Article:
The first draft is finished. Great! Um… now what?
I am often asked about my “writing process” and the more I write the more procedural it becomes – it is the engineer in me.
Getting the first draft on paper/electrons is a monumental task. And if nanowrimo and write sprints have taught me anything, it’s that snails could crawl over the keyboard faster than I write. So when the words are flowing, the last thing I want to do is disrupt my train of thought by editing. But when the words flow, my bad writing habits tend to sneak in. That’s OK, a first draft is just getting the story down so it can be molded.
But it needs molding.
So after completing a first draft, the next step in my personal writing process is a systematic scrub for my worst writing habits. I have a list of my issues and systematically go through the manuscript with “find and replace” to address them before diving into developmental edits and more complex issues.
In all of its glory, here is my list:
1. Minimize Filtering
These are words that unnecessarily filter the reader’s experience through the character’s point of view. they place the character between the author and the reader. Examples include:
- To see
- To hear
- To think
- I wondered
- I read
- I saw
- I feared
For example, instead of saying “She felt fear as she heard another’s footsteps,” it is more compelling to write “Shivers ran up her spine with the unmistakable echo of approaching steps.”
I have a personal list of my most used filtering words and use find/replace to do perform manuscript surgery. However, no rule is absolute. Notice I said “minimize” and not “delete all.” Do what makes sense for your manuscript, your voice, your story, and the particular use.
2. Check overuse of certain words
Every author has a list of safe words that they overuse or naturally rely on during writing. While drafting, I overuse the word “with” and for the sake of getting the story out, I often get lazy and my characters “smile” a lot. (Smile 🙂 )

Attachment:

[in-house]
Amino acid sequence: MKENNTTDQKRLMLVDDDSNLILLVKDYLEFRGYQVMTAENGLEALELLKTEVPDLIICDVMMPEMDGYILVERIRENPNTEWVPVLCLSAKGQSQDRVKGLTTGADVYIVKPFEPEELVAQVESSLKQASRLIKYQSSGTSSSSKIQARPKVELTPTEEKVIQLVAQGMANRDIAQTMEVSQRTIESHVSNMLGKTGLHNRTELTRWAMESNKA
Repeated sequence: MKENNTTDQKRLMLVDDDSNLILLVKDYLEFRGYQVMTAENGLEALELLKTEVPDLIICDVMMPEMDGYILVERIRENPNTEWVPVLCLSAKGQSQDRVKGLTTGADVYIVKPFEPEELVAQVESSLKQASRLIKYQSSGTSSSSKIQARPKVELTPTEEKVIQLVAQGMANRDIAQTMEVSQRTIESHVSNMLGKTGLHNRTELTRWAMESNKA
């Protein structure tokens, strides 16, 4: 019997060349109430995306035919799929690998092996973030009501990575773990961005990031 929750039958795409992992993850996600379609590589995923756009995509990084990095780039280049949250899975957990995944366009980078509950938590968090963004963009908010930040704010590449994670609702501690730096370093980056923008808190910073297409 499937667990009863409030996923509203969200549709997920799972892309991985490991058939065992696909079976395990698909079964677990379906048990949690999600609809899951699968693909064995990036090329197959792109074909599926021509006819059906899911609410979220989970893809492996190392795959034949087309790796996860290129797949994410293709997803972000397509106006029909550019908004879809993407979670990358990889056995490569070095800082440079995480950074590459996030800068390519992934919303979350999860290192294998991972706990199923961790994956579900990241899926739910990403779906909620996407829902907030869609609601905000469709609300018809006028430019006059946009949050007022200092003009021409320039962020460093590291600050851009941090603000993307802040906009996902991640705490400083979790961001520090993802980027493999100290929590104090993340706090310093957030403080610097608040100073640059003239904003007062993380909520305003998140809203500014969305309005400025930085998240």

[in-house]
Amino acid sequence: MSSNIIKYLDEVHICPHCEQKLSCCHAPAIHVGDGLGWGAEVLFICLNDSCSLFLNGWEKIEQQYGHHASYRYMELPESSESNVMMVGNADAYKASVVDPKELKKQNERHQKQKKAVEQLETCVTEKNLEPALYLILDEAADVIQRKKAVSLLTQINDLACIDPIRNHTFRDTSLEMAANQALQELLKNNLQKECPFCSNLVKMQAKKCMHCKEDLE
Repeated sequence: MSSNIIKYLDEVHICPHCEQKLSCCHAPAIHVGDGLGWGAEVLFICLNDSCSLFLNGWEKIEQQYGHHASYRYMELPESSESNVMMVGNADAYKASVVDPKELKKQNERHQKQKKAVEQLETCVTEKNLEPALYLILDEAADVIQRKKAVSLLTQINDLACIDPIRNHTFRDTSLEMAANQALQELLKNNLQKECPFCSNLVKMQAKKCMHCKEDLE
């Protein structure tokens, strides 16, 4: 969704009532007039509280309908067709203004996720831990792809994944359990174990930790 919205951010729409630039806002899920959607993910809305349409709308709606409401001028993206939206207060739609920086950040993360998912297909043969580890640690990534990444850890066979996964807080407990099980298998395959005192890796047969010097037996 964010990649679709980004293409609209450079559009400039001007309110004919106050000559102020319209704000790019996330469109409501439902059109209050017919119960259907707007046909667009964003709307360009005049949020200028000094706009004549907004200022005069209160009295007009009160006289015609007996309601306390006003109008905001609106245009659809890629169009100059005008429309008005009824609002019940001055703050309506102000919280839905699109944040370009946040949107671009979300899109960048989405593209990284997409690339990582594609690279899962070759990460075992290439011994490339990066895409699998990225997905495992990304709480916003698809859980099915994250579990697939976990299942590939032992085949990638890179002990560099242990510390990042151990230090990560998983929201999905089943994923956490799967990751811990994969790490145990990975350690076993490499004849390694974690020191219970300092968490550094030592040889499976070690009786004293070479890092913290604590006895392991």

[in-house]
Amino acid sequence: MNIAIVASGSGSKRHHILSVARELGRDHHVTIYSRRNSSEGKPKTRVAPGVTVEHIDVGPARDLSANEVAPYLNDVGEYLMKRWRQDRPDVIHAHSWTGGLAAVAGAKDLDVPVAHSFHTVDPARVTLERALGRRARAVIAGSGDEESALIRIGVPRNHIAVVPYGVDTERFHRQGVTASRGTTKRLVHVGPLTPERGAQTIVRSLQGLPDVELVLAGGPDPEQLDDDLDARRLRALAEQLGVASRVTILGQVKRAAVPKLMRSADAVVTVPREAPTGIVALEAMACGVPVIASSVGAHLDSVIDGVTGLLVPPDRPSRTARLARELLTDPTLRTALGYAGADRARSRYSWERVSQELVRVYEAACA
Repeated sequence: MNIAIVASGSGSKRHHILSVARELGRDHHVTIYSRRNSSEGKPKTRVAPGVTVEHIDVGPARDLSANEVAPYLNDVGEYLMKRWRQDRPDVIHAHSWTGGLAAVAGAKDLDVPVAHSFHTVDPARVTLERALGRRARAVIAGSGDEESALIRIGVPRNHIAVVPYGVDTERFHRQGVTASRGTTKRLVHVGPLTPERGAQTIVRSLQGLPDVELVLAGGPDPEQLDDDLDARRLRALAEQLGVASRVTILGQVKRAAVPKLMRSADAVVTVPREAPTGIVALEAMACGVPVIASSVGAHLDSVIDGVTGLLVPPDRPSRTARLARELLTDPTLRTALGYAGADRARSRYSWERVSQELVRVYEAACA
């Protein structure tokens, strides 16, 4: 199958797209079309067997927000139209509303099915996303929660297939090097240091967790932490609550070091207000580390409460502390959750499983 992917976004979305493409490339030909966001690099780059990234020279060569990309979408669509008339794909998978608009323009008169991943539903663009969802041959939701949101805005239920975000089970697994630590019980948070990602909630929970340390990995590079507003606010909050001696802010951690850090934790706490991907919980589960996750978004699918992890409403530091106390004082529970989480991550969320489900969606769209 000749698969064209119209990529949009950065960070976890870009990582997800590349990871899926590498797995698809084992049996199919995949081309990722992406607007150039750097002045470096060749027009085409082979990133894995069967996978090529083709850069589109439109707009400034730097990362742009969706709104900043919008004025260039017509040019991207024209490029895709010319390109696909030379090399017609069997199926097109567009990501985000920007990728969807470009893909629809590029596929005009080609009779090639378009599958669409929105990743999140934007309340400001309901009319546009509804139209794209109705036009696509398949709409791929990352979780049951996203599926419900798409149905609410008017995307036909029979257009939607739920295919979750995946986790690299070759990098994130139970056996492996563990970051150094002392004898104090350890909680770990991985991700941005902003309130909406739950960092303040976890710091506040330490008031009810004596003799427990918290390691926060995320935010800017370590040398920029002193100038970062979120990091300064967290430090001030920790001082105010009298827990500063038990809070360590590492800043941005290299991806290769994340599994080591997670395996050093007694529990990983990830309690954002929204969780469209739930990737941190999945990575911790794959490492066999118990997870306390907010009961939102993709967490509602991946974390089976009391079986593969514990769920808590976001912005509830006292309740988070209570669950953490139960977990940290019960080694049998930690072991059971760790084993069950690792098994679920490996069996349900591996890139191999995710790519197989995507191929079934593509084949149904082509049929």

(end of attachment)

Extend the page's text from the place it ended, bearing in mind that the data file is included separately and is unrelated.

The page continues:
By using the find feature, I can systematically go through each instant of my commonly overused words and determine if there is a more exciting alternative. This also provides variety to the voice.
Don’t know your over used words? Don’t fret! Try running your manuscript through a word cloud. Instructions here.
3. Check your common grammar errors
Despite a degree in journalism (and simply knowing better) I often confuse “it’s” and “its”. Needless to say, its it’s on my “must check” list and is easily fixed with find and replace.
4. Minimize the words “was”/”were” and passive voice
During editing I find I can often replace “was/were” with more interesting verbs and finding these two words is also quick way to start targeting passive voice.
Active voice is generally more interesting, but passive voice does have its uses. Here’s a fantastic article which describes when passive voice can be the right choice.
5. Minimize adverbs
It is generally agreed that adverbs weaken writing and most authors have heard Stephen King’s quote: “The road to hell is paved with adverbs.”
One problem with adverbs is they are subjective and most often can be replaced by a more accurate phrase that provides an image of greater depth.
The good news: most adverbs can easily be spotted by searching for the word “very” and the characters “ly ” (note I recommend adding a space in the search after the ly).
Example: Instead of “She left quickly” consider “She sprinted” or “She sped like a criminal” or “She hurried.”
Of course, not all adverbs are bad and there are good use cases for them. Read more at this fantastic blog post about adverbs by Henneke.
The rest of my bad habits are not easily identified with find and replace but the above list provides a good start for editing.
What is on your personal bad habit list? Please share your editing tips in the comments!
1 thought on “My Worst Writing Bad Habits: Using Find/Replace to Scrub the First Draft”
Reblogged this on Melanie V. Logan and commented:
Some of the most overused words in my writing are was, have been, or trying to find a better way to say smile or grin. A thesaurus is helpful in some aspects. But it only replaces the word with another. What I like about the example given, is it prompts a mental picture for the reader and evokes feeling and a connection.